By Kit-Bacon Gressitt
Communities have always been built on stories — the truths and myths that define a society — and those in power typically decide which tales are told and retold. But what about the stories that go unheard? Enter So Say We all, a San Diego-based literary and performing arts nonprofit dedicated to helping individuals give voice to their stories and building audiences eager to listen.
Launched in 2009 by Del Cerro resident Justin Hudnall and his co-founder Jake Arky, So Say We All (SSWA) in its infancy offered writing workshops and staged readings. Fresh from college, the two gave the organization a name that reflected the enthusiasm of youth.
“We were both enamored of [the TV series] ‘Battlestar Galactica’” Hudnall explained. “When they wanted to rally their people, that was their phrase — it’s a phrase to bring people together for one cause.”
Not surprising, the founders discovered storytellers among their audiences, people who wanted to be heard, but didn’t know how to craft their unique stories and delivery them, skills they lacked but skills that could be acquired with help. This became So Say We All’s platform for bringing people together, and its success led to nonprofit incorporation in 2010.
Hudnall recounted the moment and what brought him to it.
“We had to incorporate or shut it down, because it was becoming a lot of work,” he said. “I’m a San Diego native, and there have been things I always wanted to see here, especially accessible arts. I felt like if we didn’t take the opportunity to make it happen, I would be kind of a hypocrite. I felt I had to move on it.”
And they did, although about five years ago, Arky opted to refocus on other pursuits in Los Angeles, but the joy of first personal storytelling has kept Hudnall in San Diego as the organization’s executive director.
“I think it’s a really wonderful and honest form,” Hudnall said. “On the entertainment level, there are few other opportunities to hear a drama, a true human story, from the person it happened to. It’s also the cornerstone of bringing communities together and letting people know they’re not alone. There’s this wonderful thing that happens every month: People get up on stage and tell very vulnerable stories.”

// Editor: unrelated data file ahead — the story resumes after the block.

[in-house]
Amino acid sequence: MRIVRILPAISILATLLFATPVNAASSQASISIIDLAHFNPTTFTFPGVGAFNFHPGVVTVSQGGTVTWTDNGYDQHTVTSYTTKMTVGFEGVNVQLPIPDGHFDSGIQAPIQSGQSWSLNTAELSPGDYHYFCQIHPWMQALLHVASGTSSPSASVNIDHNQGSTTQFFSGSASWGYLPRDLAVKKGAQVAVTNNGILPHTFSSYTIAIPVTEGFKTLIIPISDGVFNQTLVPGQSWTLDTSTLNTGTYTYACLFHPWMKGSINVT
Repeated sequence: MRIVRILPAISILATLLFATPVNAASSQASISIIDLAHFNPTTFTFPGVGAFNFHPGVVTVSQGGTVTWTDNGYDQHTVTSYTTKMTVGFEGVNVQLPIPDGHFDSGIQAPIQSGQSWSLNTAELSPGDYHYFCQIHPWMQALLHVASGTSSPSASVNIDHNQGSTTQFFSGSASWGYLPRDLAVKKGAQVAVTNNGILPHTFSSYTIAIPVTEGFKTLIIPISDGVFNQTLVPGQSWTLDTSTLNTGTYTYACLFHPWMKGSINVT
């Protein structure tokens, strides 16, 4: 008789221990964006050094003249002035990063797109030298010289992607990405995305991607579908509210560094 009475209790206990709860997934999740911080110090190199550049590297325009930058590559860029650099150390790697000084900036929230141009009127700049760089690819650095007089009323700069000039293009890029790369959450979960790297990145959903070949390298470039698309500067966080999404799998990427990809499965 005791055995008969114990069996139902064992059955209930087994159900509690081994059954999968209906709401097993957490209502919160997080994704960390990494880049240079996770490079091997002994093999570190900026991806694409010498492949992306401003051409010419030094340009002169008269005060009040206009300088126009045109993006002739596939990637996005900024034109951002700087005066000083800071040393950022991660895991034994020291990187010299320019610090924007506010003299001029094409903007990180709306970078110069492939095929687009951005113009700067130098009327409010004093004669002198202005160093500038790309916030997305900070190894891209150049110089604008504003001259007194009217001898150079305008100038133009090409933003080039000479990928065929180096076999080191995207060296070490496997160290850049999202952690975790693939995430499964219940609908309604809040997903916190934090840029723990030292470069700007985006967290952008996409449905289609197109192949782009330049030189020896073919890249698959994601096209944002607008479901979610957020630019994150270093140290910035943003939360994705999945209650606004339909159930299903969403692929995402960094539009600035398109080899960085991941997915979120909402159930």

The desire to share one’s tales has led to a variety of So Say We All programs, including a show on KPBS featuring veterans, “Incoming Radio,” and several monthly events that provide distinct venues for story development.
“The cool thing about our three monthly things is that they allow for people to come in and work their way up the ladder. They can workshop a piece in the Green Room Writers Workshop. They can perform it — Long Story Short is for improvised storytelling. And there’s the rock star performance, VAMP, which is scripted and heavily workshopped and competitive. We do seven or eight each month. It doesn’t let people fail, and you don’t have to have an MFA in creative writing or acting to do it well.”
Hudnall has found that while the people who perform their stories reveal their vulnerabilities, they receive both “the glory and love of the audience.” He described the storytelling as “a kind of secular church, a secular confession that communities need.”
These communities include American Indians, military veterans, people who are homeless, college students, and more. To connect with people and their stories, So Say We All has reached beyond its borders to partner with other nonprofits, social service organizations, colleges, and libraries. The group has also ventured into publishing, including the print anthologies “Incoming: Veteran Writers on Returning Home,” and “The Far East,” a “people’s history of San Diego’s semi-rural East County.”
The supply of such stories is likely endless, which suggests a secure future for So Say We all, despite the challenge of securing funding for a nonprofit arts organization, but Hudnall has envisioned even more.
“We’re looking at the possibility of replicating our model in other locations. I’d love to see an arts organization in San Diego gain renown. I’d like to see our programming on TV and radio. I would love to see a Netflix program in there somewhere.”
For So Say We All, the possibilities may be as plentiful as there are people with stories waiting to be heard. For more information about the organization’s programs and performance schedule, visit SoSayWeAllOnline.com.
— Kit-Bacon Gressitt formerly wrote for the North County Times. She is the publisher of WritersResist.com and a contributing co-editor of Writers Resist: The Anthology 2018. She also hosts Fallbrook Library’s monthly Writers Read author series and open mic and teaches Women’s, Gender, and Sexuality Studies in the Cal State system. Reach her at email@example.com.